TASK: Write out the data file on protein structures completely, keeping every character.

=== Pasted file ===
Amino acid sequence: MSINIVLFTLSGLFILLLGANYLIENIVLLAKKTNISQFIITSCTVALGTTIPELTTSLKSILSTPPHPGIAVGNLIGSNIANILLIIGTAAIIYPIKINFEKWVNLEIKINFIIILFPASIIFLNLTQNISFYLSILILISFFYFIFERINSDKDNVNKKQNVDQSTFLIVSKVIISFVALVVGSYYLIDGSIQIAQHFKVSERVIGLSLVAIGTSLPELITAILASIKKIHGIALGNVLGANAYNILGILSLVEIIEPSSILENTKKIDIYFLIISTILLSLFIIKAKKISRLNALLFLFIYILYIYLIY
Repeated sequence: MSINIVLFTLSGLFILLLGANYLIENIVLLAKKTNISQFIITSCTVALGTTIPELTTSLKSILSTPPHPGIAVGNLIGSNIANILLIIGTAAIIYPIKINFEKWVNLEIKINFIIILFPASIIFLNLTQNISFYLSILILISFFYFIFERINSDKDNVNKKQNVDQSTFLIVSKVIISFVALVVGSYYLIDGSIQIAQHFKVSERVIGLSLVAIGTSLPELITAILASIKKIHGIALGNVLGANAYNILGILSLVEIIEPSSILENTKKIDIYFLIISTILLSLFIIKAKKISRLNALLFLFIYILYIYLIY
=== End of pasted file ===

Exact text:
Amino acid sequence: MSINIVLFTLSGLFILLLGANYLIENIVLLAKKTNISQFIITSCTVALGTTIPELTTSLKSILSTPPHPGIAVGNLIGSNIANILLIIGTAAIIYPIKINFEKWVNLEIKINFIIILFPASIIFLNLTQNISFYLSILILISFFYFIFERINSDKDNVNKKQNVDQSTFLIVSKVIISFVALVVGSYYLIDGSIQIAQHFKVSERVIGLSLVAIGTSLPELITAILASIKKIHGIALGNVLGANAYNILGILSLVEIIEPSSILENTKKIDIYFLIISTILLSLFIIKAKKISRLNALLFLFIYILYIYLIY
Repeated sequence: MSINIVLFTLSGLFILLLGANYLIENIVLLAKKTNISQFIITSCTVALGTTIPELTTSLKSILSTPPHPGIAVGNLIGSNIANILLIIGTAAIIYPIKINFEKWVNLEIKINFIIILFPASIIFLNLTQNISFYLSILILISFFYFIFERINSDKDNVNKKQNVDQSTFLIVSKVIISFVALVVGSYYLIDGSIQIAQHFKVSERVIGLSLVAIGTSLPELITAILASIKKIHGIALGNVLGANAYNILGILSLVEIIEPSSILENTKKIDIYFLIISTILLSLFIIKAKKISRLNALLFLFIYILYIYLIY